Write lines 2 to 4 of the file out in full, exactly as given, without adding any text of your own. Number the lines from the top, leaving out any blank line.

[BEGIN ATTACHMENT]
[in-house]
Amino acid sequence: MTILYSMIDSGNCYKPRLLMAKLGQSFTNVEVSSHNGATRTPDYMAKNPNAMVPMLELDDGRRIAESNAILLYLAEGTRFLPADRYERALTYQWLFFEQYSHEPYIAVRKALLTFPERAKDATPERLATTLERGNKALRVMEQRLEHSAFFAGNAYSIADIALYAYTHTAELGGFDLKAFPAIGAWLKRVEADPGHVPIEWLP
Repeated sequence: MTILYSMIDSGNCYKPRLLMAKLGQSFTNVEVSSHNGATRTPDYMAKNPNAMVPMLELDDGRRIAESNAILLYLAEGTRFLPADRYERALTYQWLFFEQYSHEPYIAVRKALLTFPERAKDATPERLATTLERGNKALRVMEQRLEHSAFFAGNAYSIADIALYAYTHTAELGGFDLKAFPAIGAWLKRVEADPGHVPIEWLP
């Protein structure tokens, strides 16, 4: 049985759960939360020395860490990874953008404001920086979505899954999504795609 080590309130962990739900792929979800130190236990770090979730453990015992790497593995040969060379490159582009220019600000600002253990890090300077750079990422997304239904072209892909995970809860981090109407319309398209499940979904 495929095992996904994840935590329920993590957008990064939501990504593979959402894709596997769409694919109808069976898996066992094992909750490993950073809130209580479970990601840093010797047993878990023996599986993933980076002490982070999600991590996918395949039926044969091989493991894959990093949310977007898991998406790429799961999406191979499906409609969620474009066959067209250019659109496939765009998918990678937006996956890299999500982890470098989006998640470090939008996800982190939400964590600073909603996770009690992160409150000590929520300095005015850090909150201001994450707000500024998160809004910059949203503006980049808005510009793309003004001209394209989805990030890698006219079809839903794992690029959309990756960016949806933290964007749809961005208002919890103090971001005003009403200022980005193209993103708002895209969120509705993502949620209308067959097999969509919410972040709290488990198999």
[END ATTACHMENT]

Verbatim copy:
Amino acid sequence: MTILYSMIDSGNCYKPRLLMAKLGQSFTNVEVSSHNGATRTPDYMAKNPNAMVPMLELDDGRRIAESNAILLYLAEGTRFLPADRYERALTYQWLFFEQYSHEPYIAVRKALLTFPERAKDATPERLATTLERGNKALRVMEQRLEHSAFFAGNAYSIADIALYAYTHTAELGGFDLKAFPAIGAWLKRVEADPGHVPIEWLP
Repeated sequence: MTILYSMIDSGNCYKPRLLMAKLGQSFTNVEVSSHNGATRTPDYMAKNPNAMVPMLELDDGRRIAESNAILLYLAEGTRFLPADRYERALTYQWLFFEQYSHEPYIAVRKALLTFPERAKDATPERLATTLERGNKALRVMEQRLEHSAFFAGNAYSIADIALYAYTHTAELGGFDLKAFPAIGAWLKRVEADPGHVPIEWLP
């Protein structure tokens, strides 16, 4: 049985759960939360020395860490990874953008404001920086979505899954999504795609 080590309130962990739900792929979800130190236990770090979730453990015992790497593995040969060379490159582009220019600000600002253990890090300077750079990422997304239904072209892909995970809860981090109407319309398209499940979904 495929095992996904994840935590329920993590957008990064939501990504593979959402894709596997769409694919109808069976898996066992094992909750490993950073809130209580479970990601840093010797047993878990023996599986993933980076002490982070999600991590996918395949039926044969091989493991894959990093949310977007898991998406790429799961999406191979499906409609969620474009066959067209250019659109496939765009998918990678937006996956890299999500982890470098989006998640470090939008996800982190939400964590600073909603996770009690992160409150000590929520300095005015850090909150201001994450707000500024998160809004910059949203503006980049808005510009793309003004001209394209989805990030890698006219079809839903794992690029959309990756960016949806933290964007749809961005208002919890103090971001005003009403200022980005193209993103708002895209969120509705993502949620209308067959097999969509919410972040709290488990198999």